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Getting Ahead of Your Debt

Millions of Americans -- civilians and servicemembers alike -- owe too much money. Today, the U.S. national debt tops $10 trillion dollars. Individuals owe an additional $2.55 trillion in consumer debt -- excluding mortgage debt. The average American with a credit file is responsible for $16,635 in debt, excluding mortgages, according to Department of Defense estimates.

Most people don't realize they are in too deep until it's too late. Are you over your head? A "yes" to one or more of these questions means trouble:

  • Do you have trouble making even minimum payments on credit card and other debt?
  • Are you behind on any monthly payments?
  • Are collectors calling?
  • Do you juggle credit card balances to pay off other bills?
  • Do you use credit cards to pay for needs (food, housing, utilities, auto payments) -- and cannot pay off the balance each month?

Money problems can affect your ability to rent a home, purchase a car or add a security ranking. Debt can be considered a "dishonorable" condition, and if your job requires a certain security clearance that you can't attain, you could be reclassified or even discharged. If you're in debt trouble, take action.

Live within your means. The first rule is simple: Spend less than you earn. Discipline yourself to stick to a budget. Get out of the mindset that you can buy anything you want and pay it off later. Use cash or a debit card for daily purchases. Never use payday loan services. While members of the military currently use payday loans three times as often as civilians, these lenders charge exorbitant interest rates and create an unhealthy cycle of debt, reports the DoD. To ease the transition to a penny-pinching lifestyle, check Military.com and other sites where you can find many tips for frugal living.

Pay off what you can. Ultimately, you want to pay off credit cards every month and live debt-free. Meanwhile, start knocking out credit card debts. First, pay as much as you can on your debt that has the highest-interest rate. Stay current with other debts by making minimum payments. When the first debt is repaid, use the same strategy on the next-highest-rate debt. Note: Always make payments on secured debts (mortgage, car) first.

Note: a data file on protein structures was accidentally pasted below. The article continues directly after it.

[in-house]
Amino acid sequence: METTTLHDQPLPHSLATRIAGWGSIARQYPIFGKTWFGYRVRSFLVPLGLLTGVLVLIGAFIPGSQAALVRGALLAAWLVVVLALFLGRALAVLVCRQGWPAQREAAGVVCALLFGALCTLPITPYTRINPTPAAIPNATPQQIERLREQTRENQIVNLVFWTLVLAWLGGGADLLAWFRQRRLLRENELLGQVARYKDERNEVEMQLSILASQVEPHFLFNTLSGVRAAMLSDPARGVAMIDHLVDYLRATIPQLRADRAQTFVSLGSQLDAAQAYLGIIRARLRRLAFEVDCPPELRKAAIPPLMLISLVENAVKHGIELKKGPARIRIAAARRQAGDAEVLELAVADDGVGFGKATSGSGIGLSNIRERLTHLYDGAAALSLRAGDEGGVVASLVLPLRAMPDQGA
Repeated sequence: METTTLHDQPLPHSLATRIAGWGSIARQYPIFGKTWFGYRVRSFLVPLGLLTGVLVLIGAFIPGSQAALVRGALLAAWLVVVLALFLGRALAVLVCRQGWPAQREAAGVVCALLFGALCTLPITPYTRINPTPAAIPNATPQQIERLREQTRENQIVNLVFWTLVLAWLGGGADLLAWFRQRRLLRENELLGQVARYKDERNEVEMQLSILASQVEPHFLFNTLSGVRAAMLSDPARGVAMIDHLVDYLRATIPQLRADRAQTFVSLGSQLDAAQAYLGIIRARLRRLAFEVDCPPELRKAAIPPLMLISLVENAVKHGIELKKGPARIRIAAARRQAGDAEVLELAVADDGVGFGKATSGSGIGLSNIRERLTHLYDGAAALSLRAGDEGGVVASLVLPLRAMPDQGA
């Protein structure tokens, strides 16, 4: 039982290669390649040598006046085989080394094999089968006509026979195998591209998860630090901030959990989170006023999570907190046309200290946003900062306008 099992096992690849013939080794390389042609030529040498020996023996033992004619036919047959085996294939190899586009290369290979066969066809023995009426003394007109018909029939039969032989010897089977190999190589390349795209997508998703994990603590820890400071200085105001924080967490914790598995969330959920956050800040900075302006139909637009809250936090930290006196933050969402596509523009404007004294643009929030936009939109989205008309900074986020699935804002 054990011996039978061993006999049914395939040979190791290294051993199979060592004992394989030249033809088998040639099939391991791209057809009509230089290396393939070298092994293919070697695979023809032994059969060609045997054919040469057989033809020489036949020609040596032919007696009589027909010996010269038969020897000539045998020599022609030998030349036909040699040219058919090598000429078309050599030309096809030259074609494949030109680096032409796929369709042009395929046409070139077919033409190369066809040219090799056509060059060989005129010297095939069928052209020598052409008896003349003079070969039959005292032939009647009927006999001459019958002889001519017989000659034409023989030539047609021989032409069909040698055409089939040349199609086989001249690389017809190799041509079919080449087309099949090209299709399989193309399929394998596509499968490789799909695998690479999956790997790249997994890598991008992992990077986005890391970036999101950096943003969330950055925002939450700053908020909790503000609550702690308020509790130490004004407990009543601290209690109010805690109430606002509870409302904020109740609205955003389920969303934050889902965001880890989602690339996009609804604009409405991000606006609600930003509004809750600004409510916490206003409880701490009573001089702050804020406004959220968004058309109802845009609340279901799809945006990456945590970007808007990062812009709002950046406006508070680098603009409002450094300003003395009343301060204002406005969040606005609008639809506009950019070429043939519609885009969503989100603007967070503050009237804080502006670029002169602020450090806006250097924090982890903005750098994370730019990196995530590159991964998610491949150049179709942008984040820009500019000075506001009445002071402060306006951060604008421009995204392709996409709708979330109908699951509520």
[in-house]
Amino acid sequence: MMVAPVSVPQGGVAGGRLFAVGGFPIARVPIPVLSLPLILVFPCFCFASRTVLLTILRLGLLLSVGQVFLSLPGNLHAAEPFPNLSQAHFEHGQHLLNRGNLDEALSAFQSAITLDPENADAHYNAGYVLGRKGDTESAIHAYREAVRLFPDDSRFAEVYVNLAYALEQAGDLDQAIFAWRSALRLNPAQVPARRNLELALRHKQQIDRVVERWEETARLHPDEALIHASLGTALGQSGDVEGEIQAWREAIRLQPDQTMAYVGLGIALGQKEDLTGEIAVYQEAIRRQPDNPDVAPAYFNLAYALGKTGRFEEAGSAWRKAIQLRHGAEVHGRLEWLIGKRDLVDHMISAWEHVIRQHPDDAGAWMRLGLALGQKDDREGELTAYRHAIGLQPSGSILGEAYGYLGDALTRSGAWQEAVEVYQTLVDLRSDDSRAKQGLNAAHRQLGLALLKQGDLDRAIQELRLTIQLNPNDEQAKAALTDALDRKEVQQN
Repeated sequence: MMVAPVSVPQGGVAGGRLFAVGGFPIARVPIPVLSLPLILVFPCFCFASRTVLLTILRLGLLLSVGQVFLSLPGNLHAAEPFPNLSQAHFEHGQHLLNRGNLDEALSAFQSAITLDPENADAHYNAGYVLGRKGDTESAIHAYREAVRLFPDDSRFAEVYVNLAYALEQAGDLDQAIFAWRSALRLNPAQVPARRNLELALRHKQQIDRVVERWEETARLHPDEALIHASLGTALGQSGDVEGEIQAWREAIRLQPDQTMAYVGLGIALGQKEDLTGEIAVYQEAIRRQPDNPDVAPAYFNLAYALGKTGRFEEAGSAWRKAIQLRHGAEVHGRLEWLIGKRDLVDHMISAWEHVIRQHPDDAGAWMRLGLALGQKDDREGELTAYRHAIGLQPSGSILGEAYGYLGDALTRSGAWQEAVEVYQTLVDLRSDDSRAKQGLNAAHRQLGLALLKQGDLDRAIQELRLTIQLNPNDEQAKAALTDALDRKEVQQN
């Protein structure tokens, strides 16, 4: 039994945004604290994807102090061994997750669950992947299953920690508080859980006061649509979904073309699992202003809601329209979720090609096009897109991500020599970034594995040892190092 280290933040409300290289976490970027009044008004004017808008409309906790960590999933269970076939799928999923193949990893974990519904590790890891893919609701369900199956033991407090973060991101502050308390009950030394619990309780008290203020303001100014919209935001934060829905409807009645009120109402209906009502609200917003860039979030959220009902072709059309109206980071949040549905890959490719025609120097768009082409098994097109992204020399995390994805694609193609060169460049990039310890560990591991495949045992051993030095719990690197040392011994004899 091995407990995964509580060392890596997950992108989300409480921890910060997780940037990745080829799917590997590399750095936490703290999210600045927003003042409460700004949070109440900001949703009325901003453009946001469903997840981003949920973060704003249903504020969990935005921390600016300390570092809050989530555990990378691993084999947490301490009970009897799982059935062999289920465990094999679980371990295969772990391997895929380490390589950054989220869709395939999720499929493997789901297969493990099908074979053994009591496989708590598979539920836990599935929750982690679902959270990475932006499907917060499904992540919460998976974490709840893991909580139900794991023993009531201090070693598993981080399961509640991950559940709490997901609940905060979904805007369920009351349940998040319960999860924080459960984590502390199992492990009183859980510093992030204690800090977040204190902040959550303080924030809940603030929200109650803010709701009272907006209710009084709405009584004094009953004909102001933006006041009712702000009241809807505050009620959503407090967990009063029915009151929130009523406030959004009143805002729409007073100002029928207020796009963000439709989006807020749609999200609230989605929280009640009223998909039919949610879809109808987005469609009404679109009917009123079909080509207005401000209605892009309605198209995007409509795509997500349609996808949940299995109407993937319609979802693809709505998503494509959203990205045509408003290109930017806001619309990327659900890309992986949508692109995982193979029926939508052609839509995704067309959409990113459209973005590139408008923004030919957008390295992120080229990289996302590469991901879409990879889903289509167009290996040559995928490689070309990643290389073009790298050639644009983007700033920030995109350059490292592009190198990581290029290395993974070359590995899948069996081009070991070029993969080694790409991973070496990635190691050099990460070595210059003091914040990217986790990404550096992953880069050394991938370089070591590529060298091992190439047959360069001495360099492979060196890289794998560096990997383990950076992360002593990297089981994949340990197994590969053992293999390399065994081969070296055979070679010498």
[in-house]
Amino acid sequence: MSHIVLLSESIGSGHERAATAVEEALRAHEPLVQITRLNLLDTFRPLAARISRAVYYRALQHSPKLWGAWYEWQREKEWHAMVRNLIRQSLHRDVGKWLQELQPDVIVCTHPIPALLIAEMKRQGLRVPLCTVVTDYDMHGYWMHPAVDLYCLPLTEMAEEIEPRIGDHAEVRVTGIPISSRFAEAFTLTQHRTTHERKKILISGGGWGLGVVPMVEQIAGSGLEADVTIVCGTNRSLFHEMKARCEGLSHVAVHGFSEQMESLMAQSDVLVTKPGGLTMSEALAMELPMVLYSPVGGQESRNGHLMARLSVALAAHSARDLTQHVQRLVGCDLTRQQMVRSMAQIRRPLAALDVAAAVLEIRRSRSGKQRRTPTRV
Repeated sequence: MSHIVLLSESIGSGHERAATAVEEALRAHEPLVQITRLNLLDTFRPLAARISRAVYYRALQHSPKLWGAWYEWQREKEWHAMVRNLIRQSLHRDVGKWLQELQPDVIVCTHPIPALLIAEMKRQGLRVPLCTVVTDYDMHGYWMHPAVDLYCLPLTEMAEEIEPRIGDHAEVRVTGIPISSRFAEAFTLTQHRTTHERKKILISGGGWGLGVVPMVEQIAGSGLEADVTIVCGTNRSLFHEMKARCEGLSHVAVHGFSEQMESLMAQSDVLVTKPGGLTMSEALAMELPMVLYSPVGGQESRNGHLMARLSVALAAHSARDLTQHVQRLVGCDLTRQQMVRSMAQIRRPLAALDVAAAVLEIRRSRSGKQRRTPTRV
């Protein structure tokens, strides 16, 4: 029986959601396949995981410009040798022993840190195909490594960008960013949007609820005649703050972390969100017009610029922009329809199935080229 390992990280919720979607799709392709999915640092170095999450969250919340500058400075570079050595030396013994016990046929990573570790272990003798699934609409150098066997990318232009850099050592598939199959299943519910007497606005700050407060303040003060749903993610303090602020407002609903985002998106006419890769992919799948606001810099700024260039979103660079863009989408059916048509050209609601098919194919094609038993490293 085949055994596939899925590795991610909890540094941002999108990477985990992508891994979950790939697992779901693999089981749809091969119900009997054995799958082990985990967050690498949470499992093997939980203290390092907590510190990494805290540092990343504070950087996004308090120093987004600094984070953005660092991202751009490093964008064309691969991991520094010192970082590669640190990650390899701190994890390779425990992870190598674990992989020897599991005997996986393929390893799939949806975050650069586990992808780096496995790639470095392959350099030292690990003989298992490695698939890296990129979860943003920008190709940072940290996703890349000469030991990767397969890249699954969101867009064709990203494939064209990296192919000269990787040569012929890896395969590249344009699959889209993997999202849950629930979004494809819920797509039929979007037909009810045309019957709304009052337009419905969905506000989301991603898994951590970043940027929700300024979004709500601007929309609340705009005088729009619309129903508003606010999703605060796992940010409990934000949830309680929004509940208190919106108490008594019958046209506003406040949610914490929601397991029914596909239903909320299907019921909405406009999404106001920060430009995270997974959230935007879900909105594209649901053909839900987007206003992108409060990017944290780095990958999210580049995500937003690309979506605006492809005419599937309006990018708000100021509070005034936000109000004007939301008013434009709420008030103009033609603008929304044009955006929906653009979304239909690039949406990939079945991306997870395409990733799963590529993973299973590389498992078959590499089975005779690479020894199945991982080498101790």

Get help. It's best to handle debt yourself, because it protects your credit score. If you cannot make even minimum payments on bills, call creditors and ask for temporary hardship status. Some creditors may work out payment plans. Creditors do not have to negotiate, but it is often in their interest to do so, since it makes payoffs more likely.

If you cannot make even minimum payments, other options include:

  • Debt settlement. A debt settlement firm negotiates on consumers' behalf to lower balances due. Savings of up to half the full amount owed are not uncommon; the debt settlement firm is paid a fee from a portion of the savings. Debt settlement typically provides better repayment terms than a Chapter 13 bankruptcy filing and does not leave a permanent bankruptcy judgment on one's record. Debt settlement does harm credit ratings (which consumers can build up again). It is best suited for people with large debt burdens who are unable to make required payments.
  • Debt consolidation. Debt consolidation clients usually make one monthly payment to a service, which the service then uses to pay creditors. Some debt consolidators charge high fees, so beware, and check a firm's reputation before signing on. Those working with a debt consolidator sacrifice two things: the freedom to open and use additional credit lines and, in many cases, a positive credit score.
  • Bankruptcy. Bankruptcy destroys a filer's credit rating for many years. It is harder to obtain than it used to be, and more expensive. Under bankruptcy reform laws enacted in 2005, few people can actually eliminate most consumer debt by filing Chapter 7 bankruptcy. Chapter 13 bankruptcy filings, which require consumers to pay back debt on a repayment plan, are still available, but only to those whom their state determines, through its means test, have enough income to pay back at least some of their debt. Repayment terms generally are less favorable than those found with debt settlement.

As with any type of discipline, facing up to unhealthy debt actually provides great freedom. Don't waste time worrying about your debt. Instead, act now to move toward healthy personal finances.

 

 

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Contributor

Ethan Ewing is a veteran consumer financial services and online marketing executive. He manages all aspects of Bills.com, a leading consumer finance website that provides practical financial advice and free financial tools and resources. Ethan is a driving force behind Bills.com’s growth. He has held leadership positions at two Experian companies and built a lead generation business for Ameriquest Mortgage. He holds a BA from Denison University.

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